"The Slaves of Thomas F. Drayton," a photograph taken in South Carolina one year before the Emancipation Proclamation, depicts a large group of slaves about to be freed as part of Lincoln's war strategy. Gathered in front of their spartan quarters, surrounded by their possessions and guarded by a Union soldier who is visibly anxious to keep his distance, these displaced, unsmiling African Americans stare at the camera, as scornful of their liberators as of their oppressors, but mostly, spiritually and physically exhausted.
This is only one of the remarkable images in "Hidden Witness," an exhibition of rare daguerreotypes, tintypes and ambrotypes depicting African Americans, now at the J. Paul Getty Museum. The photographs--most on loan from the Detroit collection of Jackie Napolean Wilson, the rest taken from the museum's holdings--date from the 1840s to the 1860s. Displayed in a darkened gallery, in the velvet-lined cases that marked them as precious keepsakes, these images of abolitionists, freemen, musicians, soldiers, mothers and children reflect the photograph's irresistible lure and nearly instant ubiquity. Yet the show is not about celebration, neither of the democratic new medium nor of the so-called dawn of liberation. Slavery is its very difficult--and inescapable--subject.
The photograph from which the show derives its title is a daguerreotype of 1855 depicting a white family posed in front of their Greek Revival home. In the background is a black male who appears to be planting a tree. He leans on his shovel, unseen by those who have enslaved him--a portentous figure, emblematic of the malevolent social forces that would help precipitate the Civil War and destroy this particular style of "gracious" living.
As compelling as this photograph is, it illustrates one of the show's double binds. Is it possible neither to reduce the African Americans in these images to mute symbols, nor to romanticize as individuals those who were--even once freed--essentially powerless? The captions accompanying each of the images, penned by guest curator Wilson, illustrate this difficulty. They attempt to particularize the subjects, noting their features, their gestures, their dress; yet they likewise strive after universals. One stunning 1860 image of a woman cradling her baby is referred to as a Madonna with child. What's most interesting about her, however, is the wedding ring she wears. Since marriage was illegal for slaves, this woman is not an abstract ideal, but a real-life rebel or pioneer.
Well aware of the possible sanitizing effect of this kind of historical show, the museum invited artist Carrie Mae Weems to offer a response, forming a second show in an adjacent gallery. And if the photographs in "Hidden Witness" are indeed somewhat quiet, their emotional charge held in check by the subdued lighting, the elegant brochure and other bits of imperturbable, museological paraphernalia, Weems' photo-text pieces are explosive--literally red in the face.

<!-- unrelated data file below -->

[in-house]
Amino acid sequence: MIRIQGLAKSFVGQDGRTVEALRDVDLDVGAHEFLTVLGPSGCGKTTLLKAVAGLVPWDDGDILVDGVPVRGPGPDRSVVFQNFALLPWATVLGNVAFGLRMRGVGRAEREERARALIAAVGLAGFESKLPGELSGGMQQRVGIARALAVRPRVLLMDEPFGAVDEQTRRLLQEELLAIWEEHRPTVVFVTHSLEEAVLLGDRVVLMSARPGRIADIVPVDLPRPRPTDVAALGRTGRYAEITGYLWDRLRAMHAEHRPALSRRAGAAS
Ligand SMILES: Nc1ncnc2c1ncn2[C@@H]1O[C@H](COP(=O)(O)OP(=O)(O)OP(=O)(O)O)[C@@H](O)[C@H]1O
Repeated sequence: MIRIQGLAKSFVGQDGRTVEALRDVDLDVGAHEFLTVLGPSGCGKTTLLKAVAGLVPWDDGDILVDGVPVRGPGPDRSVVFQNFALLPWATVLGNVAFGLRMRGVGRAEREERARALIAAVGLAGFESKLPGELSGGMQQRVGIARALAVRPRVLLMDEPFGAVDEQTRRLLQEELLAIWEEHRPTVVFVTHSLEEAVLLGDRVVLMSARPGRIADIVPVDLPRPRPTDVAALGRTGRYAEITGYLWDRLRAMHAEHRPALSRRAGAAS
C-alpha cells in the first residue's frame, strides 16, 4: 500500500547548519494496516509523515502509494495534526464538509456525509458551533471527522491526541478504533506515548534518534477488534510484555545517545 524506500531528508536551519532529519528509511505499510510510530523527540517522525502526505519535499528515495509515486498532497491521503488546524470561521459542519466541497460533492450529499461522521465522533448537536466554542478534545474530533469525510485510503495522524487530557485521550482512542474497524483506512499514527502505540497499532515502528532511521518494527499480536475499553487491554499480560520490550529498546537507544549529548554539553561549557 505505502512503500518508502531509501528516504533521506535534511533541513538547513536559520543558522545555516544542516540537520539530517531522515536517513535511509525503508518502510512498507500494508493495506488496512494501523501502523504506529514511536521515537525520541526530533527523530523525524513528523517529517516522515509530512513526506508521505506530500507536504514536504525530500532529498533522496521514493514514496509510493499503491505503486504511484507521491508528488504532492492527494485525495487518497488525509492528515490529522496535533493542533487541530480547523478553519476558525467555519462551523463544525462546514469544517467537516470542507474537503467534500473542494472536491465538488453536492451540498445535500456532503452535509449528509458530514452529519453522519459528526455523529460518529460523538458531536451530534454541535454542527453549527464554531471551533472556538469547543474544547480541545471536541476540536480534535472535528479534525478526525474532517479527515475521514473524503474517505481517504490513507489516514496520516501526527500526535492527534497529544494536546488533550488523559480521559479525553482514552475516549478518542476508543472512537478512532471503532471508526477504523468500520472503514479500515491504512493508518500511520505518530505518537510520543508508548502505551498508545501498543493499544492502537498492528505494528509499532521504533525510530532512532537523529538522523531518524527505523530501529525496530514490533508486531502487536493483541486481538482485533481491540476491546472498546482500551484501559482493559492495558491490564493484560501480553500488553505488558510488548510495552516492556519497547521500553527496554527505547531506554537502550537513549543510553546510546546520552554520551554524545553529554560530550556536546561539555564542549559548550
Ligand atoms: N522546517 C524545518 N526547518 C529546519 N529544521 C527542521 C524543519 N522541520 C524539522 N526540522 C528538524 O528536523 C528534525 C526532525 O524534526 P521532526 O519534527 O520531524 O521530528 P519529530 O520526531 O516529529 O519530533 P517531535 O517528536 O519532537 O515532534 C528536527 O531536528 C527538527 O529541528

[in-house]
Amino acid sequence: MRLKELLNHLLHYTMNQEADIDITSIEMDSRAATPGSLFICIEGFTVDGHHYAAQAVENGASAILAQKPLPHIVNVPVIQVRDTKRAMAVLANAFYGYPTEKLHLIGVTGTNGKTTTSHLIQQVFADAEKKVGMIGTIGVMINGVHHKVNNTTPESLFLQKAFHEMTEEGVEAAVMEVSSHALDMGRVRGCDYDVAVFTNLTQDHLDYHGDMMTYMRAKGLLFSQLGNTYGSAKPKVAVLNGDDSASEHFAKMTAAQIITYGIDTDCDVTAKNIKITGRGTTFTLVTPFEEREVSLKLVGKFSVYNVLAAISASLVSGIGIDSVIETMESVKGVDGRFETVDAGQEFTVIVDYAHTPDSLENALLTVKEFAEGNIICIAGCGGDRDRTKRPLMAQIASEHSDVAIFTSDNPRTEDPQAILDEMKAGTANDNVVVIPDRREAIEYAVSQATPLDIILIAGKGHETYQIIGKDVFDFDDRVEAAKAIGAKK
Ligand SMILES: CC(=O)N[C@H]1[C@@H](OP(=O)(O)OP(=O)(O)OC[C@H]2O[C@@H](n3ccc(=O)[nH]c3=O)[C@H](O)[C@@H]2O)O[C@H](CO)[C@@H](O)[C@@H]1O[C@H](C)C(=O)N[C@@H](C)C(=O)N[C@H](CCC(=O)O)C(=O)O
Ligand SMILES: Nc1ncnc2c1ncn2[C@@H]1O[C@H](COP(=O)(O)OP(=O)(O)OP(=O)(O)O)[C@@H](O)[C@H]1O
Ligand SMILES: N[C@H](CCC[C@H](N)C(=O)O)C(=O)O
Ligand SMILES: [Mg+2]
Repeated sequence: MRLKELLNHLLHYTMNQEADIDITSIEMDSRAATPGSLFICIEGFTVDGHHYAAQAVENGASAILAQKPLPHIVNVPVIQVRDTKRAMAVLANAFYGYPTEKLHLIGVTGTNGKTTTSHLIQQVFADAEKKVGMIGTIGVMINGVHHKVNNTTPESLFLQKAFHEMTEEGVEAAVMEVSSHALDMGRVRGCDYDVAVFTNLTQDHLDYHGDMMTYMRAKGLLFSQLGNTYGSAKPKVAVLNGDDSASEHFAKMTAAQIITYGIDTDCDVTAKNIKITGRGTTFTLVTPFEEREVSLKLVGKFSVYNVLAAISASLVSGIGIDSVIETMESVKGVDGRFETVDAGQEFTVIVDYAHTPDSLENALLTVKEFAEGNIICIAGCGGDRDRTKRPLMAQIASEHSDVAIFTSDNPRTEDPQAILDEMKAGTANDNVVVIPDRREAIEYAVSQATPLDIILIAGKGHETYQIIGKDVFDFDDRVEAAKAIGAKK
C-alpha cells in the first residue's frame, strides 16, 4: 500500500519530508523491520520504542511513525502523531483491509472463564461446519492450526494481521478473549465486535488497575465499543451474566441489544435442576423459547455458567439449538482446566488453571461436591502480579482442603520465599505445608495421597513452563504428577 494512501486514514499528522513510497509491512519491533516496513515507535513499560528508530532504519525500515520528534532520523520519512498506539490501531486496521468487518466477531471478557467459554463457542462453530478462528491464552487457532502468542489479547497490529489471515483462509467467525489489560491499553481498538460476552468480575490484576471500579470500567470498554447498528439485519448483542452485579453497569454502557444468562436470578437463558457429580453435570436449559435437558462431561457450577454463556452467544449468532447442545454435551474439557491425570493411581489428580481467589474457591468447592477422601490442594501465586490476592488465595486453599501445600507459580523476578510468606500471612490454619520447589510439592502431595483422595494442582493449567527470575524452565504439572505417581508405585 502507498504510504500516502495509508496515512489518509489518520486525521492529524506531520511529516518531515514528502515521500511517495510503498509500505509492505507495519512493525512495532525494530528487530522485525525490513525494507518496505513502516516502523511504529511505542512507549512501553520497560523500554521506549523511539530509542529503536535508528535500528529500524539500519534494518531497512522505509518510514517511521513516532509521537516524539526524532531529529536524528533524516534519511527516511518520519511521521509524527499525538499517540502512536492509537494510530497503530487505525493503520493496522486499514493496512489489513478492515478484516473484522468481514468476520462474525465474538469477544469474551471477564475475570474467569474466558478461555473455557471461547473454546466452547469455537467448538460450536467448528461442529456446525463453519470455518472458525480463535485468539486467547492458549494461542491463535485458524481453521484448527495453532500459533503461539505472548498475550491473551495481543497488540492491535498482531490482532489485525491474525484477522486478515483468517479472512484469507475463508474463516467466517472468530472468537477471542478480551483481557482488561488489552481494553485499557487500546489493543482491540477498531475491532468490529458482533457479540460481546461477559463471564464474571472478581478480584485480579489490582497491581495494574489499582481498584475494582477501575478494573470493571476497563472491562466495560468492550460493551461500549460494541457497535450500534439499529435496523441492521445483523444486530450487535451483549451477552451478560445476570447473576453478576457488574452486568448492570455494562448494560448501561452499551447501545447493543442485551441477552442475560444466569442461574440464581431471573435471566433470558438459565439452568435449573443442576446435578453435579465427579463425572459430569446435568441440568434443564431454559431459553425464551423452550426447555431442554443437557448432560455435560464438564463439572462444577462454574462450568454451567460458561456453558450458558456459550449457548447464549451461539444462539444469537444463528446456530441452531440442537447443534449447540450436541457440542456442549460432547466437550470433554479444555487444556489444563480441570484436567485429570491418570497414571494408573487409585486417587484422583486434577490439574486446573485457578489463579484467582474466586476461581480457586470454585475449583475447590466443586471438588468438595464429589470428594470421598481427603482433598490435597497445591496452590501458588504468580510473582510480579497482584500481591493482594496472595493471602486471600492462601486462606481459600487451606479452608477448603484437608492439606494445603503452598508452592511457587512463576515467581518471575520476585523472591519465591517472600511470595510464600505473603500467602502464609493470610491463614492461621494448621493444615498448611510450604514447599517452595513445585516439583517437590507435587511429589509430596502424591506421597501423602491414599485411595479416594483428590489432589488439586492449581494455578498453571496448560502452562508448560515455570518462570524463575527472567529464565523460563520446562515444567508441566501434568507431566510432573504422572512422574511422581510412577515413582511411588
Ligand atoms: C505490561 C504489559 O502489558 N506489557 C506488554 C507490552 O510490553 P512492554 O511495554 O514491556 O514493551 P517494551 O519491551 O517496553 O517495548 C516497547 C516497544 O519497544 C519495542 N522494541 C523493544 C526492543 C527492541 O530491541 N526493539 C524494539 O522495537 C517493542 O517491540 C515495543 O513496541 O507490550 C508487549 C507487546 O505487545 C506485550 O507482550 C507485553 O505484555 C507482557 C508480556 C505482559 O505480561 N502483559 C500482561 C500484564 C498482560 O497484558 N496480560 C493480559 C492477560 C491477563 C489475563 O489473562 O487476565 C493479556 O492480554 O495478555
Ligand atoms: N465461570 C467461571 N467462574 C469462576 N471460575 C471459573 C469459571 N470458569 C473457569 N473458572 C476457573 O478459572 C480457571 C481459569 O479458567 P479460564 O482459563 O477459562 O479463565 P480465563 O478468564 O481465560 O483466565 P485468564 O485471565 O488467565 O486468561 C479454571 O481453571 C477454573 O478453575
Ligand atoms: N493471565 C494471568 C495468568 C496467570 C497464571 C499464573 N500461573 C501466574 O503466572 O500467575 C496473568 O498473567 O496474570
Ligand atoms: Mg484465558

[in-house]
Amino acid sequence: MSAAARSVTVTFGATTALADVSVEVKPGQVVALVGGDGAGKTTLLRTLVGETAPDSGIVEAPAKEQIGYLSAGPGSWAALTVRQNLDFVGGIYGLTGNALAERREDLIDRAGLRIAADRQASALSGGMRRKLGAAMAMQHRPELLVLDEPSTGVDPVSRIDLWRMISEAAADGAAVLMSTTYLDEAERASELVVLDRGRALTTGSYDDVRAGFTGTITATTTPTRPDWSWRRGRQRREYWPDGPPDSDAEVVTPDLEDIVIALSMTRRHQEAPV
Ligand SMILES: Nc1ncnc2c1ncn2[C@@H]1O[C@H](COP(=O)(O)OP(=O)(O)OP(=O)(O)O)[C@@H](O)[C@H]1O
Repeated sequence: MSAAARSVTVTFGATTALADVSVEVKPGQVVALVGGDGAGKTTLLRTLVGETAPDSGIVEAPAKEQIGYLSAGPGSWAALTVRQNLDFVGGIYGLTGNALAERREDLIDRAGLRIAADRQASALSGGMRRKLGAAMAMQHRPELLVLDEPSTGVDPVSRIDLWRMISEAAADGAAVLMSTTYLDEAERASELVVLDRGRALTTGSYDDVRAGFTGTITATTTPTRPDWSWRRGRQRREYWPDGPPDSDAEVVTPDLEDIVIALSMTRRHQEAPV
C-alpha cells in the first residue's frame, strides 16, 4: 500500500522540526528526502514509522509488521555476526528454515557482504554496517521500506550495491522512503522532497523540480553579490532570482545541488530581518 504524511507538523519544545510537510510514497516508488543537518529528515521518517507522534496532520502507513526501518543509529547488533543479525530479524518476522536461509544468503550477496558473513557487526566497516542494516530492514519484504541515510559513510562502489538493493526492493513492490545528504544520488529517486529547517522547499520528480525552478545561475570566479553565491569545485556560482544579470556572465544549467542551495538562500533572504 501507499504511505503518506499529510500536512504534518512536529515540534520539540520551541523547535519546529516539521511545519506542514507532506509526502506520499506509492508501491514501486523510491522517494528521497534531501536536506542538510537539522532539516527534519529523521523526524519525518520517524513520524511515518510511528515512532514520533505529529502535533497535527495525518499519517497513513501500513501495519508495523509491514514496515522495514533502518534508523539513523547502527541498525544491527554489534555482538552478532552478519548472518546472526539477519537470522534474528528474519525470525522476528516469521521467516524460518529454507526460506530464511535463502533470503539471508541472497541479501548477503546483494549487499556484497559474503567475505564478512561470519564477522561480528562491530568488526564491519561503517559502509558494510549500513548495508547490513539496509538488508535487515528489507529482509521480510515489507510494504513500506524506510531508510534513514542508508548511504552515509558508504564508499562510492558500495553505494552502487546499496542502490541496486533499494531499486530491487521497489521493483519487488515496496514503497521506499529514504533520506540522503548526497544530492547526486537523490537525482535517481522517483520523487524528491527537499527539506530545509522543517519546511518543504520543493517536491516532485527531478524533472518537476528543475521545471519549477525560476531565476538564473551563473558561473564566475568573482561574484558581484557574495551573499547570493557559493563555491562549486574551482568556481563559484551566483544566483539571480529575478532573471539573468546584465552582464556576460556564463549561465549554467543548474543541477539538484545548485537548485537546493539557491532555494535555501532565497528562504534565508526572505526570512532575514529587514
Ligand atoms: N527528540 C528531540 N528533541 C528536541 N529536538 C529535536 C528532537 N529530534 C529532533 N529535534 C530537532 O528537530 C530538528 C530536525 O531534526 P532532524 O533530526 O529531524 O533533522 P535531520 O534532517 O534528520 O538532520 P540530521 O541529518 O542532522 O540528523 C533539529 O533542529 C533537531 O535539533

Circumscribing the small room in which they are housed, they are composed of images of African Americans, taken from the exhibition and elsewhere, which the artist has enlarged, altered with toners, and embellished with text whose narrative is quite different from Wilson's official, captioned commentary.
All of Weems' images of slaves are colored an angry, blood red. Weems' work is bracketed by two portraits of African tribeswomen colored a deep blue, their serenity contrasting with the texts the artist has inscribed on them: "From Here I Saw What Happened" reads the first piece in this alternative, narrative cycle. "And I Cried," reads the last.
In the last decade or so, photo-text has emerged as the preeminent medium for politically motivated art. The text facilitates the message, which is perforce didactic; the photo provides the visual element we demand of an art object. In the worst-case scenario, the image is perfunctory, an excuse for the real work that is to be done; in the best case, image is inextricably linked to text by virtue of the meaning the oscillation between them generates. Weems' installation enacts the best-case scenario with textbook clarity.
Her work is indeed didactic; of that, there is no question. It is also harsh, sarcastic and accusatory. This is what traps us; but it is not what moves us. Instead, it is Weems' poetry--the lilting cadence and the staccato bursts of language that animate pictures which, though strange, are familiar in terms of the stereotypes they facilitate. "House Yard Field Kitchen/You Became Mammie Mama Mother and Then, Yes, Confidant--Ha." These words accompany a trio of photographs of female slaves, and reveal those images' devastating truths. Tempering exultation with caution, Weems offers neither an antidote nor a footnote, but, rather, a frame through which to view "Hidden Witness," a complicated and very important show.
"Hidden Witness: African Americans in Early Photography" and "Carrie Mae Weems Reacts to 'Hidden Witness,' " J. Paul Getty Museum, 17985 Pacific Coast Highway, Malibu, (310) 458-2003, through June 18. Closed Sunday and Monday.